18-Sep-2022 -- As I was in the state of Oklahoma to give the keynote address at the SCAUG regional GIS conference, and as the week would also include workshops and presentations at two universities with a focus on geotechnologies, I thought that a confluence visit would be the perfect way to start the week. And so, on a very bright, hot, windy day during the last few days before the autumnal equinox, I had already visited the confluence of 35 North 99 West. Now that this point had been visited, I was faced with a decision--should I aim for 35 North 100 West as well? I had long wanted to visit this point, because (1) It is on a state boundary, which adds to the interest for this geographer, (2) 100 West is a significant line in the USA and one discussed in hundreds of geography courses, and (3) it seemed amazing that this point had not been visited since 2001--over 20 years ago, and I wanted to update the narrative and photos.
Thus, after traveling through Hobart, and passing some of the southwestern Oklahoma hills dotted with some amazing exfoliation domes and state parks, which I made mental note to visit someday, I was by noon making good progress toward 35 North 100 West. The population in southwestern Oklahoma is not large, but I passed through some wonderful tiny towns such as Reed, Oklahoma, fields, and hills. I had some water with me from Hobart. I drove west from State Highway 30 on E 1400 Road, immediately thinking "was this a smart thing to do?" The reason: The road was a one lane trail, traversing up and down the hills through land dotted with juniper, mesquite, and many rocks. Fortunately it was not wet, or I would not have attempted it, plus, I had an SUV vehicle which did pretty well. I drove into Texas, then north along Road 295, down the ravine, up the other side, and came to a stop. I parked west-southwest of the confluence with .47 miles indicating for the hike. I began the trek down a slight slope, heading east-northeast. I skirted the heaviest of the plants and crossed a few cattle trails and one jeep trail. All the while I watched for snakes and also wondered: Would I be able to get down the ravine ahead of me?
On these 25 years of confluence treks, I group them in 3 categories--those that are about as difficult as I expected them to be in the planning beforehand, those that ended up being more difficult, and those that are less difficult. This point ended up being less difficult than I anticipated. Why? Because I could see that the ravine ahead was steep, to be sure, but quite doable. There were some loose rocks and soil, but without that much difficulty I crossed 100 west, south of the point. I then looped north and then downslope again and was in a few minutes at the point, very close to the bottom of the ravine.
I had a clear view of the GPS constellation despite being near the bottom of the ravine. The temperature was about 98 degrees F - hot, just after noon on a Sunday. As the Oklahoma song says, the winds were literally sweeping down the plains, but not as windy here in the gully. It was amazing that this point had not been visited in 21 years, but it was admittedly away from any major highways. It was a great, lonely spot; I saw no people, few birds, but no animals. There was a great diversity of plants here on the landscape. I thought about the Comanches and other Native Americans who have traversed this land, and the settlers who gave up and those who stayed. Staying would be a challenge: It would be difficult to grow or graze anything in this terrain. Still, it was a beautiful place. I wondered if anyone had stood here in a tie before. Plus it was one of my geography ties!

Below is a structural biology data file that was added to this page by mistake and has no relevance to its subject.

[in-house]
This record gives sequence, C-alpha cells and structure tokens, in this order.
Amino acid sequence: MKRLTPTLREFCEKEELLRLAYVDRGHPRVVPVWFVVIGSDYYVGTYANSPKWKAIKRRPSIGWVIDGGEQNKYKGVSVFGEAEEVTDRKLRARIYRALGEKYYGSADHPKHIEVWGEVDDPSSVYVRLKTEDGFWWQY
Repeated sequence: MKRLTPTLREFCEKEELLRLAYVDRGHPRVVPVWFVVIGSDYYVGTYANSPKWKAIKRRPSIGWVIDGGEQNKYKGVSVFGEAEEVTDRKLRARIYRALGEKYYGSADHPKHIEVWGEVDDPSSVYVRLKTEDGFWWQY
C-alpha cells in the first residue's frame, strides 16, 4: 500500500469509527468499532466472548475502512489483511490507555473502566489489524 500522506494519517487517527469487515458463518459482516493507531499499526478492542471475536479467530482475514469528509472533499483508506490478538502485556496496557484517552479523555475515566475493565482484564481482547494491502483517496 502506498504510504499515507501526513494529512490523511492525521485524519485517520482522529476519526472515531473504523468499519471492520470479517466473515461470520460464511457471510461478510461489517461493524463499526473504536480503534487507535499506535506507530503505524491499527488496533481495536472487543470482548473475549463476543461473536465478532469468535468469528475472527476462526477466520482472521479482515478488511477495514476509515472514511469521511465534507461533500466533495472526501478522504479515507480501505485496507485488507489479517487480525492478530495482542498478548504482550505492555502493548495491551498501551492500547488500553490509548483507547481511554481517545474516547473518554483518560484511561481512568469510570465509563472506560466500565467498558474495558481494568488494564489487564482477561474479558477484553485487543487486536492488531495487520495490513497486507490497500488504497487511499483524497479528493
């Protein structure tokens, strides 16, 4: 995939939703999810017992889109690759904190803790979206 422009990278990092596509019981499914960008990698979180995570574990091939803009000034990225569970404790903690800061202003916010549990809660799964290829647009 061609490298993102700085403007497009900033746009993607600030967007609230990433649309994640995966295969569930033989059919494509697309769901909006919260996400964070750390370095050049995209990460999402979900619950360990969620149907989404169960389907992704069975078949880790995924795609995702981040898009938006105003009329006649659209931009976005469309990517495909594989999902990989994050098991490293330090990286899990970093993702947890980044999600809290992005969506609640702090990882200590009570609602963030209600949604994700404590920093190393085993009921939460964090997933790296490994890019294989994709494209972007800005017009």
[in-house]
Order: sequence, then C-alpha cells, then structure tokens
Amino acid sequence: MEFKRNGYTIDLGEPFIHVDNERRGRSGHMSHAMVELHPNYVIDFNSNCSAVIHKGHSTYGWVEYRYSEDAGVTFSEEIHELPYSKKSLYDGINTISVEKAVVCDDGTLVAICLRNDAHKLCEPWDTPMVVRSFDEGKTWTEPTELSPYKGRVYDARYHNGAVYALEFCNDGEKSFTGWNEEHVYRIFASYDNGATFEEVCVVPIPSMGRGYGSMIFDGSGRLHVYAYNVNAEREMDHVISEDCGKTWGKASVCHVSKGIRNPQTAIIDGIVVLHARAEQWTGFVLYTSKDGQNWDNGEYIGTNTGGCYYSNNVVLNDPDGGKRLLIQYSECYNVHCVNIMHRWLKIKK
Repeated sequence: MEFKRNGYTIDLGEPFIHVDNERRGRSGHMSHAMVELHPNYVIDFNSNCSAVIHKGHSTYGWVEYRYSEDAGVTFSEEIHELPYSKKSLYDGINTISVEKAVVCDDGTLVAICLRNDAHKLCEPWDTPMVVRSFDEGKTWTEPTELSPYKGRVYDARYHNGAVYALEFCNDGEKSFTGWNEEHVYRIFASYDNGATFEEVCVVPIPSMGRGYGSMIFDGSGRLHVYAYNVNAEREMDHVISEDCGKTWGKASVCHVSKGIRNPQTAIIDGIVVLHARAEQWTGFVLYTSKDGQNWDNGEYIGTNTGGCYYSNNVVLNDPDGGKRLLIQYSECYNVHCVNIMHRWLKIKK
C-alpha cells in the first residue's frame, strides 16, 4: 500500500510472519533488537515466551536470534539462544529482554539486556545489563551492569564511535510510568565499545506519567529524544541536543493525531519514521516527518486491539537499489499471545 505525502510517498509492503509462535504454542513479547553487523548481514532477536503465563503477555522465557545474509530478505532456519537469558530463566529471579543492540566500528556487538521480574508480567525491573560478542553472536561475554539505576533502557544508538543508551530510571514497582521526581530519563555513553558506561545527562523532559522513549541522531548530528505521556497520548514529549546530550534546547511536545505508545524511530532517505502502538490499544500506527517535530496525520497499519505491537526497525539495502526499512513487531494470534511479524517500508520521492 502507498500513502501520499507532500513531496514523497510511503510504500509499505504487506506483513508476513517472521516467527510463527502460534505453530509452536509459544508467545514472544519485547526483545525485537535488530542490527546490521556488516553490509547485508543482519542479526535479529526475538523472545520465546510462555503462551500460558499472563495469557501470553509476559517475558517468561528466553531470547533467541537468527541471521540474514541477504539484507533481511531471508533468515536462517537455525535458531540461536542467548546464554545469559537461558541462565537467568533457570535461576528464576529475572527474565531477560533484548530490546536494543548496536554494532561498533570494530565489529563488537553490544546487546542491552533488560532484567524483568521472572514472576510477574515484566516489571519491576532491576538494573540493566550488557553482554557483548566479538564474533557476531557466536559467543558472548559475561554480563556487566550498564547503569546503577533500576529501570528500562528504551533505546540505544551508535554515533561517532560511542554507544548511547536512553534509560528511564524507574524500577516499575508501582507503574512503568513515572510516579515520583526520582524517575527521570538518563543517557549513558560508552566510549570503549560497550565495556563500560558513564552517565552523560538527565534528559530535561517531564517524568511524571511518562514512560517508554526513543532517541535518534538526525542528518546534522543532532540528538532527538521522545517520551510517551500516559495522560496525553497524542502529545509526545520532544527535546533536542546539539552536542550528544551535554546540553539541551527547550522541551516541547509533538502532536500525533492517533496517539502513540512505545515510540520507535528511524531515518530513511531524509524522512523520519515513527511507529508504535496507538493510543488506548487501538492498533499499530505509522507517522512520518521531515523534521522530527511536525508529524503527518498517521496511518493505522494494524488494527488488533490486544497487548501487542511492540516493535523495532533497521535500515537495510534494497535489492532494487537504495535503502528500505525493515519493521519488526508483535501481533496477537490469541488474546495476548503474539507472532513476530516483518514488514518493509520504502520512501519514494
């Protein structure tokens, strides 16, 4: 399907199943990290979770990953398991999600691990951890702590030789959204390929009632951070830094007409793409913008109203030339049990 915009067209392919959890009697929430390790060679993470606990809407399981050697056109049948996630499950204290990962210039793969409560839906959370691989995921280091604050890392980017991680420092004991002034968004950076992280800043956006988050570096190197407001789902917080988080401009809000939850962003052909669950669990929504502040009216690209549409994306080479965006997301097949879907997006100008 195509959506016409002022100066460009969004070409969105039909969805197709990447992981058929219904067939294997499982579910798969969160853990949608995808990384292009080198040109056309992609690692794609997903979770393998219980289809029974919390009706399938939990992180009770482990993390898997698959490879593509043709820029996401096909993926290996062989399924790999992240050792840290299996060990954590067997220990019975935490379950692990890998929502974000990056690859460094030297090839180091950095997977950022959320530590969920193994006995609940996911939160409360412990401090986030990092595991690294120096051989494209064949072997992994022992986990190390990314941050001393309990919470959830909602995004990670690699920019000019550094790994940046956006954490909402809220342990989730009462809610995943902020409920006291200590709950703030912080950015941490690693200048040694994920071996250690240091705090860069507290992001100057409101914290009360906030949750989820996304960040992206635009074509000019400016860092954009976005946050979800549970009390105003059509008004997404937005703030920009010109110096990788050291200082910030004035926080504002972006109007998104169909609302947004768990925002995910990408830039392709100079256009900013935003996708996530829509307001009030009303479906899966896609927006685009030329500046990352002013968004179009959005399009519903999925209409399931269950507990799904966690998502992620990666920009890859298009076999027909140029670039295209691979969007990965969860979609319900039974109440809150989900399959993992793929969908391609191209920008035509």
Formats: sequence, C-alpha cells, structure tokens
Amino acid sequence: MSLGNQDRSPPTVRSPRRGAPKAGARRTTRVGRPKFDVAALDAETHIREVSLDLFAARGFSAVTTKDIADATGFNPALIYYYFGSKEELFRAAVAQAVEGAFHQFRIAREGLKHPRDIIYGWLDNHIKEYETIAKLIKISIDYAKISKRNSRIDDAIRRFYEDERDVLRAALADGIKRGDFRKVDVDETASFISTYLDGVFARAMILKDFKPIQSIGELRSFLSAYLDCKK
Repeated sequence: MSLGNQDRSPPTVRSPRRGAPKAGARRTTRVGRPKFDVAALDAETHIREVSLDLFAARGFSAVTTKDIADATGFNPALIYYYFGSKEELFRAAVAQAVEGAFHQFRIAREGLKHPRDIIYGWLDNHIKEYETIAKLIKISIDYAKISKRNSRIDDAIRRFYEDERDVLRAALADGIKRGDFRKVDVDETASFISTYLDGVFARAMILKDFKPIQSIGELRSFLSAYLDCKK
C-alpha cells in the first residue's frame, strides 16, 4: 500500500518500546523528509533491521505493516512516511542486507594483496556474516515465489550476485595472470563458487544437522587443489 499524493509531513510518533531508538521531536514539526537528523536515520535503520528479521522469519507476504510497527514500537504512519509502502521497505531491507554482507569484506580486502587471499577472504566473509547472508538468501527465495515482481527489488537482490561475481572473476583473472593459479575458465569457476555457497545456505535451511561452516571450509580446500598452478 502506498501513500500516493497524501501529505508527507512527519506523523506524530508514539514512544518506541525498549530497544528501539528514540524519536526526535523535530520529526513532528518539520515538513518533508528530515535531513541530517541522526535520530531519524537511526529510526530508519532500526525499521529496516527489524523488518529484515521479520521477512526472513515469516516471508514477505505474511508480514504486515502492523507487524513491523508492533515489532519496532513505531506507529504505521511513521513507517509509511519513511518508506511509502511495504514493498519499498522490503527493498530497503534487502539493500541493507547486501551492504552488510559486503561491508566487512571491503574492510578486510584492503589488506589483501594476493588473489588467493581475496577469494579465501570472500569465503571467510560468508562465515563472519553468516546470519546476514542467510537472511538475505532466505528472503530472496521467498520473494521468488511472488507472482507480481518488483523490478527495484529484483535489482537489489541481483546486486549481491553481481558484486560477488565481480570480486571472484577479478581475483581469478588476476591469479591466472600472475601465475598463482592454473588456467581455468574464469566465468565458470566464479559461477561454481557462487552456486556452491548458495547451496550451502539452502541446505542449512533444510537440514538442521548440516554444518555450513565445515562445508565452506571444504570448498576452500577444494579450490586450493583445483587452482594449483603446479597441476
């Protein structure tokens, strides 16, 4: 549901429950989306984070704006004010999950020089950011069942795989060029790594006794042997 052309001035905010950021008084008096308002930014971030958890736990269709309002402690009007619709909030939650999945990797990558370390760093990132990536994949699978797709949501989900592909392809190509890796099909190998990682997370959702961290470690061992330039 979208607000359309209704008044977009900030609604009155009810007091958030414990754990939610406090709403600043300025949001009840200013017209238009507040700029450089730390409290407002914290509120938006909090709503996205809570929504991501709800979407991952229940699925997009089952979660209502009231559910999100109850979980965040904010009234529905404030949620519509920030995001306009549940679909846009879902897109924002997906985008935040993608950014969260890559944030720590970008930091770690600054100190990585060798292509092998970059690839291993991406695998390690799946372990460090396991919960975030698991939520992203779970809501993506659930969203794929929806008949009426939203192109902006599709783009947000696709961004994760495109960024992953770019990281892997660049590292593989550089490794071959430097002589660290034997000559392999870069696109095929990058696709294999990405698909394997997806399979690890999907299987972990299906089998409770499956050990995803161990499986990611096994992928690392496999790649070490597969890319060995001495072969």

I have stood on 35 north numerous times over 25 years, from California on the west to North Carolina on the east, and on 100 West from North Dakota on the north to Texas on the south. I have a nice collection of Oklahoma confluence points on every line of latitude from 34 to 37 north in the state. In fact, I have visited the point due east of this one, earlier today, and the one due north of this point. I have a vast swath of unexplored confluences in the Texas panhandle to the southwest of this point, which I must explore someday, though I do have a few west of Lubbock. This was my 2nd Oklahoma confluence since 2017 and I was glad to be back. After taking photos, I filmed a video and it is located on my
Our Earth channel, here. After 10 minutes on site, maybe 15, I hiked out the way I came in, without difficulty. The round trip hike time came in just about an hour. Just before I reached the vehicle, my arm brushed a plant that made it immediately sting all the way down. Fortunately I had some hand sanitizer in the vehicle which helped immensely.
I was tempted to drive north and then join I-40 in Texas, but when I entered the vehicle, I had no maps or cell service, so I decided to drive out the way I came in on a road where I knew what the conditions were. Plus, I had work to do finalizing my presentations and workshops for the week, in Oklahoma City. I drove east, then north on highway 30, and then to Old US 66 and I-40, then east. It was a great day and a perfect beginning to the geospatial week.
Get out there and explore!